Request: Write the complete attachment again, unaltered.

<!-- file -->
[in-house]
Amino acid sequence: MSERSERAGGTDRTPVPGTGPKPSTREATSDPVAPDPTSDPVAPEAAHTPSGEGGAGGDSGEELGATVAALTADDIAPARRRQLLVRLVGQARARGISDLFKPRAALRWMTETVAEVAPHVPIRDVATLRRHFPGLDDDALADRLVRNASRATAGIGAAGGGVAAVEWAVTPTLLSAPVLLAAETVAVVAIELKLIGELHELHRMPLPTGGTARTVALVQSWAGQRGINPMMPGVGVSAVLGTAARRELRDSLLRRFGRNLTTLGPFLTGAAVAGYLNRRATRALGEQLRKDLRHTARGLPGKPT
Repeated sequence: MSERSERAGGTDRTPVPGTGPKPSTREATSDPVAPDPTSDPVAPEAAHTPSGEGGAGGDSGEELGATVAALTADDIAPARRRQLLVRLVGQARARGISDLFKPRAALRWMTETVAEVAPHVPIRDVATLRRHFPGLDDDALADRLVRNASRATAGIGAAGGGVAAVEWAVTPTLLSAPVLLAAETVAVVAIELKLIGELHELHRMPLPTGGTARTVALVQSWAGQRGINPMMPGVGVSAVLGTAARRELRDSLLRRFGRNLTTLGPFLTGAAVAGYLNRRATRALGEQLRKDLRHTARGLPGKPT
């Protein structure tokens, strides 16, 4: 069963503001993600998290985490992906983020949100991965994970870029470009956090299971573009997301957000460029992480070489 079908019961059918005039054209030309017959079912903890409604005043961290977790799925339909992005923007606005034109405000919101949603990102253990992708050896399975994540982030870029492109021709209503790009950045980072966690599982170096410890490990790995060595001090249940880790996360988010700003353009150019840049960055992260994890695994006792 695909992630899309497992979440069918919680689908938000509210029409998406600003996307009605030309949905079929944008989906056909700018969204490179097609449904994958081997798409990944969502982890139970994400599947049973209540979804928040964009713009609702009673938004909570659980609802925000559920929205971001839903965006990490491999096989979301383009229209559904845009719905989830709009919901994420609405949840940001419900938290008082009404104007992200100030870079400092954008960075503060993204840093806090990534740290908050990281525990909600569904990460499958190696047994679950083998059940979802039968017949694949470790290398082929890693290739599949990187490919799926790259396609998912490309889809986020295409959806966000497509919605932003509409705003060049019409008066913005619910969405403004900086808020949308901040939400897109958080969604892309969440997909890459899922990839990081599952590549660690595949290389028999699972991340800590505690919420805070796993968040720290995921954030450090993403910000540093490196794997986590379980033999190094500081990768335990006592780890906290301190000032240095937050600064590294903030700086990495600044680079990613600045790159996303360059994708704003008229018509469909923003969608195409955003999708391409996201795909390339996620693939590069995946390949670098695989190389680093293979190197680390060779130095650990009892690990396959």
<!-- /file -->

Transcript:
[in-house]
Amino acid sequence: MSERSERAGGTDRTPVPGTGPKPSTREATSDPVAPDPTSDPVAPEAAHTPSGEGGAGGDSGEELGATVAALTADDIAPARRRQLLVRLVGQARARGISDLFKPRAALRWMTETVAEVAPHVPIRDVATLRRHFPGLDDDALADRLVRNASRATAGIGAAGGGVAAVEWAVTPTLLSAPVLLAAETVAVVAIELKLIGELHELHRMPLPTGGTARTVALVQSWAGQRGINPMMPGVGVSAVLGTAARRELRDSLLRRFGRNLTTLGPFLTGAAVAGYLNRRATRALGEQLRKDLRHTARGLPGKPT
Repeated sequence: MSERSERAGGTDRTPVPGTGPKPSTREATSDPVAPDPTSDPVAPEAAHTPSGEGGAGGDSGEELGATVAALTADDIAPARRRQLLVRLVGQARARGISDLFKPRAALRWMTETVAEVAPHVPIRDVATLRRHFPGLDDDALADRLVRNASRATAGIGAAGGGVAAVEWAVTPTLLSAPVLLAAETVAVVAIELKLIGELHELHRMPLPTGGTARTVALVQSWAGQRGINPMMPGVGVSAVLGTAARRELRDSLLRRFGRNLTTLGPFLTGAAVAGYLNRRATRALGEQLRKDLRHTARGLPGKPT
């Protein structure tokens, strides 16, 4: 069963503001993600998290985490992906983020949100991965994970870029470009956090299971573009997301957000460029992480070489 079908019961059918005039054209030309017959079912903890409604005043961290977790799925339909992005923007606005034109405000919101949603990102253990992708050896399975994540982030870029492109021709209503790009950045980072966690599982170096410890490990790995060595001090249940880790996360988010700003353009150019840049960055992260994890695994006792 695909992630899309497992979440069918919680689908938000509210029409998406600003996307009605030309949905079929944008989906056909700018969204490179097609449904994958081997798409990944969502982890139970994400599947049973209540979804928040964009713009609702009673938004909570659980609802925000559920929205971001839903965006990490491999096989979301383009229209559904845009719905989830709009919901994420609405949840940001419900938290008082009404104007992200100030870079400092954008960075503060993204840093806090990534740290908050990281525990909600569904990460499958190696047994679950083998059940979802039968017949694949470790290398082929890693290739599949990187490919799926790259396609998912490309889809986020295409959806966000497509919605932003509409705003060049019409008066913005619910969405403004900086808020949308901040939400897109958080969604892309969440997909890459899922990839990081599952590549660690595949290389028999699972991340800590505690919420805070796993968040720290995921954030450090993403910000540093490196794997986590379980033999190094500081990768335990006592780890906290301190000032240095937050600064590294903030700086990495600044680079990613600045790159996303360059994708704003008229018509469909923003969608195409955003999708391409996201795909390339996620693939590069995946390949670098695989190389680093293979190197680390060779130095650990009892690990396959």